Throughout 2019‒2020, Idaho National Laboratory (INL) worked closely with Argonne and NREL to demonstrate the technical potential and economic benefit of co-locating and coordinating multiple run-of-river hydropower plants with different types of energy storage devices, creating “virtual reservoirs” with potential to function similarly to conventional reservoir-based hydropower plants. Partnering with Siemens, the project team developed a centralized control scheme, the Smart Energy Box, to coordinate operation of different energy storage devices at one or multiple hydropower plants. The project also succeeded in applying market participation modeling to assess the ability of hybrid energy storage systems to perform similarly to conventional hydropower plants in responding to grid needs, opening the door for potential new markets for run-of-river owner/operators to participate in.
Initiated in 2016 with support from WPTO, the first phase of the project (2016–2019) looked at demonstrating the technical feasibility and financial performance of combining energy storage systems with run-of-river hydropower plants to provide a greater range of grid services. Nearly half of the U.S. hydropower fleet operates as run-of-river. Whereas reservoir-based plants have usable storage that allows them to shift or withhold water releases for generation during higher value times of the day, run-of-river facilities have little to no ability to control the timing of water releases. The team demonstrated that integration of energy storage (e.g., batteries, flywheels, and/or ultracapacitors) can enable a run-of-river hydropower plant to perform similarly to a hydropower plant with reservoir storage.
A key accomplishment from the team is the development of Siemen's innovative Smart Energy Box, which coordinates operation of multiple units/plants and energy storage devices and can be optimized for providing services and performance desired by the owner/operator. The Smart Energy Box monitors grid operator signals and determines how to meet programmed objectives using all connected devices most effectively. It can be used to enable a broad range of benefits, including provision of ancillary services, or reduction of ramping speed and the frequency of hydropower generators, which can have positive outcomes on wear-and-tear rates.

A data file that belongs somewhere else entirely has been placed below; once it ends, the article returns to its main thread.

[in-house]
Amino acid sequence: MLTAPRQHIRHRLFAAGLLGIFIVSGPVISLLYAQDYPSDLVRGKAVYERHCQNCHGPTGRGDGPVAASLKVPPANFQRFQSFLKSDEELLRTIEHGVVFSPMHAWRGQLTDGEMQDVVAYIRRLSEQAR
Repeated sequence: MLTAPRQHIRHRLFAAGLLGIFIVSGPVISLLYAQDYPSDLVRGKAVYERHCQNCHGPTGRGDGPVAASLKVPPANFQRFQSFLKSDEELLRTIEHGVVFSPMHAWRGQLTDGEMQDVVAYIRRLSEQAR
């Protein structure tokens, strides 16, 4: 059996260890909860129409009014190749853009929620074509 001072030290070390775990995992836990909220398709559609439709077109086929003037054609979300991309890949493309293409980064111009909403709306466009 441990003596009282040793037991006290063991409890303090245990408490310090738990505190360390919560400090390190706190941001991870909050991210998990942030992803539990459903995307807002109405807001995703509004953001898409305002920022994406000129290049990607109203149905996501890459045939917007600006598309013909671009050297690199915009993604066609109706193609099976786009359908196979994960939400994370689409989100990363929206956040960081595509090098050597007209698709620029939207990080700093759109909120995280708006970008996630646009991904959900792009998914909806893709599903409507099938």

Another accomplishment was the application of Argonne’s Conventional Hydropower Energy and Environmental Systems (CHEERS) model to simulate and optimize market participation of integrated hydropower and energy storage systems. CHEERS optimizes day-ahead scheduling and real-time operations for hydropower by considering multiple objectives (e.g., cost, power, environmental considerations) to support decision-making on unit commitment and turbine-level operating points. For this project, the team expanded the capabilities of CHEERS to include energy storage configurations and ensure all the complexities of modeling a storage device (e.g., state of charge, storage life) were accurately represented. This capability allowed CHEERS to not only readily analyze the value of different integrated hydropower and energy storage systems, but also develop an understanding of how the value of such a system could be maximized.
To demonstrate these concepts in a real-world scenario, researchers completed a case study in partnership with Idaho Falls Power, the local municipal utility, which owns and operates four cascaded run-of-river hydropower plants. Using the utility’s operational data, the team performed real-time simulations of energy storage hardware with the run-of-river hydropower plants to assess the performance enhancements from hybrid energy storage systems, demonstrating that a run-of-river hydropower plant integrated with energy storage can respond to a frequency event like a conventional hydropower plant. Using Argonne’s CHEERS model and real-world market, water, and plant capability data, the team found integrating energy storage with Idaho Falls Power’s hydropower facilities can boost revenue by 12% to 16%.
Phase II of the project began in 2019 and focuses on applying the tools, models, and capabilities developed in Phase I to a series of use cases. The first use case is being explored in partnership with Idaho Falls Power and uses ultracapacitors integrated with a run-of-river hydropower plant to enable black-start capability. Black-start capabilities at the distribution level would enhance system reliability and allow hydropower owners/operators to restore services in islanded mode, reducing downtime for customers if an event occurs and improving grid resilience. This capability will be demonstrated in a field test with Idaho Falls Power during 2021.
Follow-on work will include increasing the set of services that can be provided using the technology, demonstrating the technology through field deployments in partnership with industry, and developing guidance on topics such as sizing optimization to accelerate implementation. Additionally, in 2021 INL plans to develop a prototype energy storage selection tool to help hydropower owners/operators that are considering hybridizing their plants to select appropriate technologies and optimal sizes based on their storage needs.
For additional information, contact Thomas Mosier.